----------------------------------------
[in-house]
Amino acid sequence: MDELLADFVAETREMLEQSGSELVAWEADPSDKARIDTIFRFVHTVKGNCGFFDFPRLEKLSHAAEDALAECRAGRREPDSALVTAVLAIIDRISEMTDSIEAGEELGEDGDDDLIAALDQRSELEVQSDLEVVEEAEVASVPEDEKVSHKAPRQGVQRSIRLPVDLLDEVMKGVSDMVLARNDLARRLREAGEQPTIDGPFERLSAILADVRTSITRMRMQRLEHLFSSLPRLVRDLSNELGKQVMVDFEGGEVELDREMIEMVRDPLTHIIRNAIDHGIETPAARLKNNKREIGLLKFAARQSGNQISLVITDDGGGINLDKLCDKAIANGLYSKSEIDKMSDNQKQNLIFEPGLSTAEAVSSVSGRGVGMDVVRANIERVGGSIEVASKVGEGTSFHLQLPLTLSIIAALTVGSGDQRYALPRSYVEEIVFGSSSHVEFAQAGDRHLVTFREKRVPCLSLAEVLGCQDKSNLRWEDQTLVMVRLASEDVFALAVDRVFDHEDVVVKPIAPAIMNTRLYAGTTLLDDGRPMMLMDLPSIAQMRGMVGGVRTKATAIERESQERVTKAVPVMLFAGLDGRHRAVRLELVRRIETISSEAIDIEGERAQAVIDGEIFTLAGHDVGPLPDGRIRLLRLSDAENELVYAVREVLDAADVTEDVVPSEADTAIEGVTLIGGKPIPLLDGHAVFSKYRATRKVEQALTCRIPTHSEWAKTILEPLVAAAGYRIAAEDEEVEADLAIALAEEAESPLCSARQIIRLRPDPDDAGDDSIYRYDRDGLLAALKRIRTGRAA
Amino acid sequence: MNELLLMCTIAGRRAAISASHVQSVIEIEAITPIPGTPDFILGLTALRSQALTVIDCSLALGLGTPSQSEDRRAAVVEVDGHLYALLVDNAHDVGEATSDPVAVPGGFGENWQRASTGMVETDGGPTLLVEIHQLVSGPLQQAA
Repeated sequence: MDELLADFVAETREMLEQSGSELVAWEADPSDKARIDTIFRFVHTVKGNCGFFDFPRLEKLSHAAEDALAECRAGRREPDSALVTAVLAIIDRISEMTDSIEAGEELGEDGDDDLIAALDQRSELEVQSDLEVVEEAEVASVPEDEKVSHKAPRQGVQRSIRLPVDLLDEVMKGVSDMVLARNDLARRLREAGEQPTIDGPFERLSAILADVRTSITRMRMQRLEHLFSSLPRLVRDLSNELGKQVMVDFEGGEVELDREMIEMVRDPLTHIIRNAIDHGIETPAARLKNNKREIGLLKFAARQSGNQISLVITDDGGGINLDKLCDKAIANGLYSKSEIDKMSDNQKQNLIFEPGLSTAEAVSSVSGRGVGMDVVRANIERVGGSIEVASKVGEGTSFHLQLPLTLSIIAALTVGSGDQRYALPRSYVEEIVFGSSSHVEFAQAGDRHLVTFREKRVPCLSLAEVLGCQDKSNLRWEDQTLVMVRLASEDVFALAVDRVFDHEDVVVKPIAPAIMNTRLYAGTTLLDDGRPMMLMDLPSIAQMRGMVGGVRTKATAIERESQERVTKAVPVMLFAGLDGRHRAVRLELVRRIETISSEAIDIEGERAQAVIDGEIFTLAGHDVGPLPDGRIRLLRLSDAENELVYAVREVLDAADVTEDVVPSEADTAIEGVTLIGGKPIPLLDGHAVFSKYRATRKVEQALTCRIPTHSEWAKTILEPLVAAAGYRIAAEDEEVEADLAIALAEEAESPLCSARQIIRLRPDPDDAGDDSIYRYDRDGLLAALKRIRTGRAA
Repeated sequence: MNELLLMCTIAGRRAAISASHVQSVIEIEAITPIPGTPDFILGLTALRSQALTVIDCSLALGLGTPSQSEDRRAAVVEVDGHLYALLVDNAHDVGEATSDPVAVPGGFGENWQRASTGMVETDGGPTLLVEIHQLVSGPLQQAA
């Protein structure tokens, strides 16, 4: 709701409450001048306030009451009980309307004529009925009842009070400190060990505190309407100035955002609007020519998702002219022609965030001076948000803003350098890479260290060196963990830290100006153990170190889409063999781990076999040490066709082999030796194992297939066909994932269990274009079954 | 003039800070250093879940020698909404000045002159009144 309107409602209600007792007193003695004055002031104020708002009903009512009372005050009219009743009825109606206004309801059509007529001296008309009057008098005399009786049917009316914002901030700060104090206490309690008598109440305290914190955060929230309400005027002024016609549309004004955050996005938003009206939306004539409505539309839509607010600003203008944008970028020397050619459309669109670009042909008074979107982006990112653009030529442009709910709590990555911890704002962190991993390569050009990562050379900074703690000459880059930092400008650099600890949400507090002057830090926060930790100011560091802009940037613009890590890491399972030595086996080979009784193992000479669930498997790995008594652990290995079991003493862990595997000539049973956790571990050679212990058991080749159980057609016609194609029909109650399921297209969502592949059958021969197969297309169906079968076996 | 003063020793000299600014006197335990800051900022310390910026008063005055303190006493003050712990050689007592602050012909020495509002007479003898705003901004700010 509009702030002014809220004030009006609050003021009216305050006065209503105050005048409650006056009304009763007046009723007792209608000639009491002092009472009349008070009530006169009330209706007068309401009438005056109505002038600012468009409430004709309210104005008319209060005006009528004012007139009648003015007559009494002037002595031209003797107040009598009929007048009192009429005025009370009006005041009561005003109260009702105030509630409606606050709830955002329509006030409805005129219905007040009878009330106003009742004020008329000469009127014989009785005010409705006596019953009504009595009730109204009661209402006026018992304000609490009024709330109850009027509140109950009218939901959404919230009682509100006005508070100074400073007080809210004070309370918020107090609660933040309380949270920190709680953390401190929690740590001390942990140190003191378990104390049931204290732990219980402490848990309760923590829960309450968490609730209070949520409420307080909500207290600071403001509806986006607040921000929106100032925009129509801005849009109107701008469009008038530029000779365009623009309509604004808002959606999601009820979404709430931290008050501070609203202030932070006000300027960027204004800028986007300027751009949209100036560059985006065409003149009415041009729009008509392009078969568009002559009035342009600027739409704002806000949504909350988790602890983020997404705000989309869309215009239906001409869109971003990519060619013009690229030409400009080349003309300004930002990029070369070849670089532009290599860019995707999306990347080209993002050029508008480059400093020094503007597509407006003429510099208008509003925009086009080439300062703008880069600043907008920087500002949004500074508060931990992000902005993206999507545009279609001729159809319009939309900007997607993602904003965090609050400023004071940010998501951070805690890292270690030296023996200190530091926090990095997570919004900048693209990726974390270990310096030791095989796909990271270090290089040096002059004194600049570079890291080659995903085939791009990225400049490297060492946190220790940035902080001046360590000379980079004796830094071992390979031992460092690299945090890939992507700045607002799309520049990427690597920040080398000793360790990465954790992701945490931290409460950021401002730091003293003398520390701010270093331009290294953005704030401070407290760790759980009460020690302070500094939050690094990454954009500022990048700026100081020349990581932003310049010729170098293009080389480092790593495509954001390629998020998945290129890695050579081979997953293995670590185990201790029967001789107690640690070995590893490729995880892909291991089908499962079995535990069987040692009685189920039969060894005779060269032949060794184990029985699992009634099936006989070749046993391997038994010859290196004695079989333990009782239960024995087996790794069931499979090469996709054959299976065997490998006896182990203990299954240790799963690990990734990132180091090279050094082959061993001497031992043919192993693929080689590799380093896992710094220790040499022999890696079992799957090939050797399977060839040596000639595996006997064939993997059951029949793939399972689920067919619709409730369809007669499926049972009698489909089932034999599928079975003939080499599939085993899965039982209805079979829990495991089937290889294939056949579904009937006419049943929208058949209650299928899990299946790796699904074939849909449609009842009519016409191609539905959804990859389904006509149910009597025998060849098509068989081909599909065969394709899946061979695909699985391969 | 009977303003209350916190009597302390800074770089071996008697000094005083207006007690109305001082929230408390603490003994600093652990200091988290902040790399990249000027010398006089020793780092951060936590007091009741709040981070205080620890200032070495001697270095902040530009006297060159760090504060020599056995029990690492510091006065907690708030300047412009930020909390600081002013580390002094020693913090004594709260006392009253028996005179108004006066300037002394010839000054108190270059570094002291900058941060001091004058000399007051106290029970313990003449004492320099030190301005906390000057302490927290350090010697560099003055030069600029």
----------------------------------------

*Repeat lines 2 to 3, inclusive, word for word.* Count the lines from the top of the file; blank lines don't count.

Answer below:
Amino acid sequence: MDELLADFVAETREMLEQSGSELVAWEADPSDKARIDTIFRFVHTVKGNCGFFDFPRLEKLSHAAEDALAECRAGRREPDSALVTAVLAIIDRISEMTDSIEAGEELGEDGDDDLIAALDQRSELEVQSDLEVVEEAEVASVPEDEKVSHKAPRQGVQRSIRLPVDLLDEVMKGVSDMVLARNDLARRLREAGEQPTIDGPFERLSAILADVRTSITRMRMQRLEHLFSSLPRLVRDLSNELGKQVMVDFEGGEVELDREMIEMVRDPLTHIIRNAIDHGIETPAARLKNNKREIGLLKFAARQSGNQISLVITDDGGGINLDKLCDKAIANGLYSKSEIDKMSDNQKQNLIFEPGLSTAEAVSSVSGRGVGMDVVRANIERVGGSIEVASKVGEGTSFHLQLPLTLSIIAALTVGSGDQRYALPRSYVEEIVFGSSSHVEFAQAGDRHLVTFREKRVPCLSLAEVLGCQDKSNLRWEDQTLVMVRLASEDVFALAVDRVFDHEDVVVKPIAPAIMNTRLYAGTTLLDDGRPMMLMDLPSIAQMRGMVGGVRTKATAIERESQERVTKAVPVMLFAGLDGRHRAVRLELVRRIETISSEAIDIEGERAQAVIDGEIFTLAGHDVGPLPDGRIRLLRLSDAENELVYAVREVLDAADVTEDVVPSEADTAIEGVTLIGGKPIPLLDGHAVFSKYRATRKVEQALTCRIPTHSEWAKTILEPLVAAAGYRIAAEDEEVEADLAIALAEEAESPLCSARQIIRLRPDPDDAGDDSIYRYDRDGLLAALKRIRTGRAA
Amino acid sequence: MNELLLMCTIAGRRAAISASHVQSVIEIEAITPIPGTPDFILGLTALRSQALTVIDCSLALGLGTPSQSEDRRAAVVEVDGHLYALLVDNAHDVGEATSDPVAVPGGFGENWQRASTGMVETDGGPTLLVEIHQLVSGPLQQAA